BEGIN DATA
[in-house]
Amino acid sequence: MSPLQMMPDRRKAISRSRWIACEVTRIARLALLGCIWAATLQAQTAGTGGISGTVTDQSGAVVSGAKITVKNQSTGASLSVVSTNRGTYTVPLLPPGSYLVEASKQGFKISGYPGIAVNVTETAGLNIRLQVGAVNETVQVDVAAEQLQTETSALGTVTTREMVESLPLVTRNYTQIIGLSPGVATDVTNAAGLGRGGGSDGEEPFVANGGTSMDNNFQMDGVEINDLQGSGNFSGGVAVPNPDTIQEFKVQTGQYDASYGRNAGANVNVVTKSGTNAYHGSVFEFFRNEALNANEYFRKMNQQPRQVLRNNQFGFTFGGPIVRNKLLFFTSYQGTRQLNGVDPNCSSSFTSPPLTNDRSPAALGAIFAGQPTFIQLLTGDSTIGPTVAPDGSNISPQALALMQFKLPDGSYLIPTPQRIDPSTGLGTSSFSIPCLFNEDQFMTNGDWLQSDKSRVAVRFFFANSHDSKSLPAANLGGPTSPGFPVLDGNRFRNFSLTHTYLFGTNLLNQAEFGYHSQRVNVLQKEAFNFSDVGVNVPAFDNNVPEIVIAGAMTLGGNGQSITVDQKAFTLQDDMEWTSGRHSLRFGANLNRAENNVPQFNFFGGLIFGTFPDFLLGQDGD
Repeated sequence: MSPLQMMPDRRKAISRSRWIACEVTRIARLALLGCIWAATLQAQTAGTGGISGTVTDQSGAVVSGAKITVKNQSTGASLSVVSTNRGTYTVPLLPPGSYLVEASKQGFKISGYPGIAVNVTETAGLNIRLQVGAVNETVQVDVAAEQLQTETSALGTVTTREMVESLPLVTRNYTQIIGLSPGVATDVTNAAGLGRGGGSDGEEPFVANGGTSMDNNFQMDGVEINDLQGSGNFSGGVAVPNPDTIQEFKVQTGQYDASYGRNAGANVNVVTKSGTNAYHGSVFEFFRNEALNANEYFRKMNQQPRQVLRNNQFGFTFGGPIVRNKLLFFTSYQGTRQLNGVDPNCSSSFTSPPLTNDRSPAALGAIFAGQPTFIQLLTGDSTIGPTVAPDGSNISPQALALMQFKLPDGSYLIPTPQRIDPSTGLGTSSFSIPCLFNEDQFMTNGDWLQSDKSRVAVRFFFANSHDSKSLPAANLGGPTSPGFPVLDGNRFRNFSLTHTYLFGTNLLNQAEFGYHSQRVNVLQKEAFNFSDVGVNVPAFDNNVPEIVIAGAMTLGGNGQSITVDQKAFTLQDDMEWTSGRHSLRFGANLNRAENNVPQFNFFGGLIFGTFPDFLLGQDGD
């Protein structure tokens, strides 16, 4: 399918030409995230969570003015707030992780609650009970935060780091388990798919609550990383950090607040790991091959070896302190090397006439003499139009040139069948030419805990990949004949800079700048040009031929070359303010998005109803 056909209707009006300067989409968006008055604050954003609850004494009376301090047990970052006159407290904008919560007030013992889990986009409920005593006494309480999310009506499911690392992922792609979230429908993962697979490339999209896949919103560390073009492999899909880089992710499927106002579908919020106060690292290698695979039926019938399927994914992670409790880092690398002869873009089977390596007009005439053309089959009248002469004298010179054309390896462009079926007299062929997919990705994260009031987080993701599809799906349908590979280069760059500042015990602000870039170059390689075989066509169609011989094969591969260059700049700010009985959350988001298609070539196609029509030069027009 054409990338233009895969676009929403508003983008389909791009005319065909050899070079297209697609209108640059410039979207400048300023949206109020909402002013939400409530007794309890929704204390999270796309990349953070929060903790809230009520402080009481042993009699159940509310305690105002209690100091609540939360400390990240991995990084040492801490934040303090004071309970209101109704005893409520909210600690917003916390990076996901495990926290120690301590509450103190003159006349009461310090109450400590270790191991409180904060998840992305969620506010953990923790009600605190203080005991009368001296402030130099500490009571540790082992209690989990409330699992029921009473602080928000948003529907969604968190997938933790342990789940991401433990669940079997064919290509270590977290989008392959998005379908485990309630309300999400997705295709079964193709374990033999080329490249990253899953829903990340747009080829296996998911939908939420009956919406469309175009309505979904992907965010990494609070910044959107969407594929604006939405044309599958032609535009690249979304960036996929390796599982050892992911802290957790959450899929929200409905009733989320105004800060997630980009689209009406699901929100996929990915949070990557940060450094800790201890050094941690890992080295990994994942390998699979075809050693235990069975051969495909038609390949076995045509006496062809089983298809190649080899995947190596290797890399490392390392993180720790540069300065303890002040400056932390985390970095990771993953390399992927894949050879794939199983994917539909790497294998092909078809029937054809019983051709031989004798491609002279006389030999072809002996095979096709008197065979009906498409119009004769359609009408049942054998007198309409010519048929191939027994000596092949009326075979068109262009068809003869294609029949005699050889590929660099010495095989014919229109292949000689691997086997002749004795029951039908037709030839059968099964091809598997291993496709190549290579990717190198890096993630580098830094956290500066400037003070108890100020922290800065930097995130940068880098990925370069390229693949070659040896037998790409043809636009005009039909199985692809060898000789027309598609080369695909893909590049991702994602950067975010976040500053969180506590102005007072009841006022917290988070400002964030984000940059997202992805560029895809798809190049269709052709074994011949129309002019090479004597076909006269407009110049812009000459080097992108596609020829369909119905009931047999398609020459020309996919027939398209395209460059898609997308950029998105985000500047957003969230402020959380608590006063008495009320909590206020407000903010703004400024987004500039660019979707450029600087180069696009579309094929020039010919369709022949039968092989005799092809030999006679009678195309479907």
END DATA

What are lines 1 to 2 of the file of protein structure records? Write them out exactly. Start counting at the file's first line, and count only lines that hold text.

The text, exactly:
[in-house]
Amino acid sequence: MSPLQMMPDRRKAISRSRWIACEVTRIARLALLGCIWAATLQAQTAGTGGISGTVTDQSGAVVSGAKITVKNQSTGASLSVVSTNRGTYTVPLLPPGSYLVEASKQGFKISGYPGIAVNVTETAGLNIRLQVGAVNETVQVDVAAEQLQTETSALGTVTTREMVESLPLVTRNYTQIIGLSPGVATDVTNAAGLGRGGGSDGEEPFVANGGTSMDNNFQMDGVEINDLQGSGNFSGGVAVPNPDTIQEFKVQTGQYDASYGRNAGANVNVVTKSGTNAYHGSVFEFFRNEALNANEYFRKMNQQPRQVLRNNQFGFTFGGPIVRNKLLFFTSYQGTRQLNGVDPNCSSSFTSPPLTNDRSPAALGAIFAGQPTFIQLLTGDSTIGPTVAPDGSNISPQALALMQFKLPDGSYLIPTPQRIDPSTGLGTSSFSIPCLFNEDQFMTNGDWLQSDKSRVAVRFFFANSHDSKSLPAANLGGPTSPGFPVLDGNRFRNFSLTHTYLFGTNLLNQAEFGYHSQRVNVLQKEAFNFSDVGVNVPAFDNNVPEIVIAGAMTLGGNGQSITVDQKAFTLQDDMEWTSGRHSLRFGANLNRAENNVPQFNFFGGLIFGTFPDFLLGQDGD